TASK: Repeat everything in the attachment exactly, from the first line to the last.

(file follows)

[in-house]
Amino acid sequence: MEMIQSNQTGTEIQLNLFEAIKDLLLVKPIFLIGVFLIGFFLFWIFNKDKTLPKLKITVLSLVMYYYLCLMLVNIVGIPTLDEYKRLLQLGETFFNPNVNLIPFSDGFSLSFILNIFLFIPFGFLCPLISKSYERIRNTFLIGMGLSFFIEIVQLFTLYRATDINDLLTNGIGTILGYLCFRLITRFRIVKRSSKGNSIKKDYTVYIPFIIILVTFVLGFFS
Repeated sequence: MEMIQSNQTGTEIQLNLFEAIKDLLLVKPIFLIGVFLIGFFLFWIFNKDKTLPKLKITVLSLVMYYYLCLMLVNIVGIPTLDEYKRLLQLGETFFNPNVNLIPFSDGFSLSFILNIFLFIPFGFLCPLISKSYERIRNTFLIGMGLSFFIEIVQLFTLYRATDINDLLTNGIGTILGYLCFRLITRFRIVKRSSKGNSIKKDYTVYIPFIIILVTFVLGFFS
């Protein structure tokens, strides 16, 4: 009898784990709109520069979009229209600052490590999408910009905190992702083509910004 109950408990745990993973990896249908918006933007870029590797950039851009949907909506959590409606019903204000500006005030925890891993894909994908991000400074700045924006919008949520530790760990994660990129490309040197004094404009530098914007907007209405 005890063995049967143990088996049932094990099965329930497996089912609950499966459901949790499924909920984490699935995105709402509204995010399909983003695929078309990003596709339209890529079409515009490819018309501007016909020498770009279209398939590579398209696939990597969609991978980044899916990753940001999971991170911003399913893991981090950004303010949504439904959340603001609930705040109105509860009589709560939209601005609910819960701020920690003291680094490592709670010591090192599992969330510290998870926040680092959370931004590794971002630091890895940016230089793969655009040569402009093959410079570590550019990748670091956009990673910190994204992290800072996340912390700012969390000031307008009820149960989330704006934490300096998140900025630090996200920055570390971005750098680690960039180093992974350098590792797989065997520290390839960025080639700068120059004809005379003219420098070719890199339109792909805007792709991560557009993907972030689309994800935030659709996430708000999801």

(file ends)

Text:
[in-house]
Amino acid sequence: MEMIQSNQTGTEIQLNLFEAIKDLLLVKPIFLIGVFLIGFFLFWIFNKDKTLPKLKITVLSLVMYYYLCLMLVNIVGIPTLDEYKRLLQLGETFFNPNVNLIPFSDGFSLSFILNIFLFIPFGFLCPLISKSYERIRNTFLIGMGLSFFIEIVQLFTLYRATDINDLLTNGIGTILGYLCFRLITRFRIVKRSSKGNSIKKDYTVYIPFIIILVTFVLGFFS
Repeated sequence: MEMIQSNQTGTEIQLNLFEAIKDLLLVKPIFLIGVFLIGFFLFWIFNKDKTLPKLKITVLSLVMYYYLCLMLVNIVGIPTLDEYKRLLQLGETFFNPNVNLIPFSDGFSLSFILNIFLFIPFGFLCPLISKSYERIRNTFLIGMGLSFFIEIVQLFTLYRATDINDLLTNGIGTILGYLCFRLITRFRIVKRSSKGNSIKKDYTVYIPFIIILVTFVLGFFS
């Protein structure tokens, strides 16, 4: 009898784990709109520069979009229209600052490590999408910009905190992702083509910004 109950408990745990993973990896249908918006933007870029590797950039851009949907909506959590409606019903204000500006005030925890891993894909994908991000400074700045924006919008949520530790760990994660990129490309040197004094404009530098914007907007209405 005890063995049967143990088996049932094990099965329930497996089912609950499966459901949790499924909920984490699935995105709402509204995010399909983003695929078309990003596709339209890529079409515009490819018309501007016909020498770009279209398939590579398209696939990597969609991978980044899916990753940001999971991170911003399913893991981090950004303010949504439904959340603001609930705040109105509860009589709560939209601005609910819960701020920690003291680094490592709670010591090192599992969330510290998870926040680092959370931004590794971002630091890895940016230089793969655009040569402009093959410079570590550019990748670091956009990673910190994204992290800072996340912390700012969390000031307008009820149960989330704006934490300096998140900025630090996200920055570390971005750098680690960039180093992974350098590792797989065997520290390839960025080639700068120059004809005379003219420098070719890199339109792909805007792709991560557009993907972030689309994800935030659709996430708000999801």